Eruption Could Cause Vast Losses to Iceland’s Economy Skip to content

Eruption Could Cause Vast Losses to Iceland’s Economy

An estimated ISK 9-11 billion (USD 70-86 million, EUR 52-64 million) increase in foreign currency revenue from the Icelandic tourist industry—based on an assumed six to seven percent growth in the sector this year, as has been the case in previous years—has now been upset by the eruption in Eyjafjallajökull.

Traveling in Iceland. By lake Mývatn. Photo by Páll Stefánsson.

To put that into context, Erna Hauksdóttir, managing director of the Icelandic Travel Industry Association, estimates that the foreign currency revenue from the sector was ISK 155 billion (USD 1.2 billion, EUR 900 million) in 2009, which was 20 percent of the national economy’s total foreign currency revenue, Morgunbladid reports.

The most optimistic forecasts even predict that the foreign currency revenue from the tourist industry would approach ISK 200 billion (USD 1.6 million, EUR 1.2 million) this year.

The Icelandic airlines, Icelandair and Iceland Express, are looking at a 75 percent drop in bookings compared to what the situation usually is at this time of year. If bookings don’t pick up, the Icelandic tourist industry as a whole could suffer significantly.

The airlines have already suffered several hundred million ISK in losses since the eruption in Eyjafjallajökull began because of disruptions to flights.

“We have received many cancellations, especially in April and May. People don’t expect to be able to reach their destinations because of airport closures. There have also been some cancellations for the summer,” said managing director of Icelandair Birkir Hólm Gudnason.

“New bookings are now about a quarter of what they were before the eruption and a quarter of what they are supposed to be at this time of year,” Gudnason said.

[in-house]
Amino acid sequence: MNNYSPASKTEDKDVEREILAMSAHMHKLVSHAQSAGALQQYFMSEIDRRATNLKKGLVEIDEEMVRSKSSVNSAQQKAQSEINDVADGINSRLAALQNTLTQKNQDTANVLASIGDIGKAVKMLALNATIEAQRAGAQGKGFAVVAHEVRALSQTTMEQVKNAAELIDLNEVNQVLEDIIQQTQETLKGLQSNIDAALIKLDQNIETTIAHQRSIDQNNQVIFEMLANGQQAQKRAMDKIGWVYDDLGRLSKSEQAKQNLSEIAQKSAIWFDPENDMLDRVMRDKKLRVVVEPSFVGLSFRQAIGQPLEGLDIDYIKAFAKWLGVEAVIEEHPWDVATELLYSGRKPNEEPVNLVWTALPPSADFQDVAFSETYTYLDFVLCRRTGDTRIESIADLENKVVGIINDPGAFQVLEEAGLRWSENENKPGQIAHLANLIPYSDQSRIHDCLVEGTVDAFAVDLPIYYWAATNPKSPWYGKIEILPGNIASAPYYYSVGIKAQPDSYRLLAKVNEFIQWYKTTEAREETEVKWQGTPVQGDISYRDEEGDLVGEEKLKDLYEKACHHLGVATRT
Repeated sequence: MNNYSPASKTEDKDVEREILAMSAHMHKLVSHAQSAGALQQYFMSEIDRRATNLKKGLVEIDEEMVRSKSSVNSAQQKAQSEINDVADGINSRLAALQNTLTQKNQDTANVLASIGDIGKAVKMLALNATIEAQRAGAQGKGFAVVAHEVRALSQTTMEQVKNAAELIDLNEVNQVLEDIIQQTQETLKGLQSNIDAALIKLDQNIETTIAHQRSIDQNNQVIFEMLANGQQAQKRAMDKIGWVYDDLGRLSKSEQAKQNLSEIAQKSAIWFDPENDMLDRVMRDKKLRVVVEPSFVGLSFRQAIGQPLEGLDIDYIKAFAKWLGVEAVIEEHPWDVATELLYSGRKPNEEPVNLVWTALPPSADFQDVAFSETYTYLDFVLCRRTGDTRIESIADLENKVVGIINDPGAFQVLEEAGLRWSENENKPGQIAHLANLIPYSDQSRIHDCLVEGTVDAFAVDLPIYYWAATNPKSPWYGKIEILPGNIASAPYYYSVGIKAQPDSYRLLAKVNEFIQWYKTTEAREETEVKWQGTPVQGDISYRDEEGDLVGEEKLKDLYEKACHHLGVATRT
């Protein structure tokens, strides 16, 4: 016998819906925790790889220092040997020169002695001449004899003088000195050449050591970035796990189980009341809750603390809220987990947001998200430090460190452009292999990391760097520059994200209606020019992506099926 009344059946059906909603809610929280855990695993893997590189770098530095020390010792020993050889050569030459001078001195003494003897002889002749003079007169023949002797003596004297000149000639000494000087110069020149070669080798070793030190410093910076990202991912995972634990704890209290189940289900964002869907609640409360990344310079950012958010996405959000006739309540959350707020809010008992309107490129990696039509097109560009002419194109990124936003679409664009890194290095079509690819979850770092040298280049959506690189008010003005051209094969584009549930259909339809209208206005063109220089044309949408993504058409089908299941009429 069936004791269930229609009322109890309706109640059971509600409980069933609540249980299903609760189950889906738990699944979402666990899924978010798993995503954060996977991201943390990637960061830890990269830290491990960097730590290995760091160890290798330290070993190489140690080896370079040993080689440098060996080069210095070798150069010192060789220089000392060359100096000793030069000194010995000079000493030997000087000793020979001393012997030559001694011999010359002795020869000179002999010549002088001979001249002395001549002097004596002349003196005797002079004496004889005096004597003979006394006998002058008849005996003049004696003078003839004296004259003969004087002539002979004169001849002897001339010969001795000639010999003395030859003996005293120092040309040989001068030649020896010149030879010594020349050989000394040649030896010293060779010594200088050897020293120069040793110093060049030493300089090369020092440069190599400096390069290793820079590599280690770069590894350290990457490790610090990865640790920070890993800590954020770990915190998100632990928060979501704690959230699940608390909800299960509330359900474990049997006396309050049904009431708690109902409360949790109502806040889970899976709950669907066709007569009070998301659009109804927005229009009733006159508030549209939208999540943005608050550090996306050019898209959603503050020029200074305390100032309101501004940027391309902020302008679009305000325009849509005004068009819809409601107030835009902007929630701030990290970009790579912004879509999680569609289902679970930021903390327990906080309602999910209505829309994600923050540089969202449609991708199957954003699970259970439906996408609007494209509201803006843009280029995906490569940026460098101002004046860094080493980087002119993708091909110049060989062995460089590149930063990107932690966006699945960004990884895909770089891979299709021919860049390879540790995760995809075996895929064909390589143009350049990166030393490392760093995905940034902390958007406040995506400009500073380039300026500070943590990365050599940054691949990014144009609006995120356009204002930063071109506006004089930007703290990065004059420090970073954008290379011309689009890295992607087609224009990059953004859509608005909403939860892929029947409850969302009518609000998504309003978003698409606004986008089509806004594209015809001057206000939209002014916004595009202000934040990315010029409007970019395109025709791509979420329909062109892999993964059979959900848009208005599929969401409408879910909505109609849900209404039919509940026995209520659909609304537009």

Even though the outlook may be bleak, Hauksdóttir emphasizes that it is impossible to estimate with any certainty how extensive the financial damages will be to the tourist industry because of the Eyjafjallajökull eruption.

“People are working on strategies to turn the cancellation of bookings around so that the summer will be fairly good. We have no other choice. We are not looking at the increase in revenue that we were hoping for,” Hauksdóttir said, adding that it would be a victory for the tourist industry if the revenue would remain similar as to what is was in 2009.

Tourism companies and state-run institutions are now planning a marketing initiative for when flights will be back to normal. “It will take a lot of effort to let the world know that the situation here is alright,” Hauksdóttir said.

People are also considering how to make use of the attention currently directed at Iceland. “There are opportunities everywhere. The eyes of the world are currently on us but that never lasts long and we have to take advantage of that,” Hauksdóttir explained.

“We must put funds into marketing Iceland as a living destination where people can look at the evidence of a volcanic eruption and witness the earth being shaped,” agreed Hildur Ómarsdóttir, manager of the sale and marketing division of Icelandair Hotels.

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Click here to read more about the eruption in Eyjafjallajökull.

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